Please use this identifier to cite or link to this item: http://hdl.handle.net/1893/30453
Appears in Collections:Communications, Media and Culture Journal Articles
Peer Review Status: Refereed
Title: Framing the mobile phone: The psychopathologies of an everyday object
Author(s): MacRury, Iain
Yates, Candida
Keywords: transitional object
potential space
pathology
mobile phone
object relations psychoanalysis
Issue Date: 2016
Citation: MacRury I & Yates C (2016) Framing the mobile phone: The psychopathologies of an everyday object. CM: Communication and Media, 11 (38), pp. 41-70. https://doi.org/10.5937/comman11-11517
Abstract: This article proposes that the affective processes that shape our relationship to the world of digital consumption and communication can be illuminated further when viewed through a lens of object relations psychoanalysis. We focus on the use of the mobile phone as both an object in the world and of the psyche in order to reflect upon its uses as an evocative object that shapes the psychosocial boundaries of experience in everyday life. We argue that in contrast to the concepts of interpersonal communication that can be found in some domains of popular culture and in communication studies, object relations psychoanalysis can be usefully deployed in order to explore the unconscious attachments that develop in relation to consumer objects, allowing for the complexity of feeling and reflection that may emerge in relation to them and the potential spaces of the mind. The mobile phone’s routine uses and characteristics are widely understood. At the same time, the mobile phone invites critical reflections that identify a paradoxical object of both creative and pathological use. Such reflexivity includes the mobile’s relationship to the complexity of psychosocial experience within the contemporary cultural moment. Applying the ideas of psychoanalysts Donald Winnicott, Thomas Ogden and Christopher Bollas, we argue that one explanation for why the mobile phone continues to attract not only enthusiastic cultural commentary but also a degree of apprehension across academic and popular-discursive settings can be found in its capacity to both disrupt and connect as an object of attachment and as a means of unconscious escape.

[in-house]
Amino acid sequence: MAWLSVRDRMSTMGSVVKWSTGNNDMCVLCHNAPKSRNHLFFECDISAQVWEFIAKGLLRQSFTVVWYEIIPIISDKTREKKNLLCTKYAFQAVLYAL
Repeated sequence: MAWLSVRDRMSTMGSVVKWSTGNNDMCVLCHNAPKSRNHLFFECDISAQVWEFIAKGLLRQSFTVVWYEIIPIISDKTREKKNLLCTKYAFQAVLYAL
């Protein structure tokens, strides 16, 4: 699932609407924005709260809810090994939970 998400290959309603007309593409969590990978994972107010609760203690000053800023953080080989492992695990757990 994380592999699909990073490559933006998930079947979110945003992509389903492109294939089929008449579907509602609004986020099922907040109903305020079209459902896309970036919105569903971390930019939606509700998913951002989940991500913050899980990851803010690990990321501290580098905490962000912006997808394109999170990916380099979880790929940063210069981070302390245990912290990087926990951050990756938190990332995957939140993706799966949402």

DOI Link: 10.5937/comman11-11517
Rights: This article is available under the Creative Commons Attribution-ShareAlike 4.0 International license (CC BY-SA - https://creativecommons.org/licenses/by-sa/4.0/).
Licence URL(s): http://creativecommons.org/licenses/by-sa/4.0/

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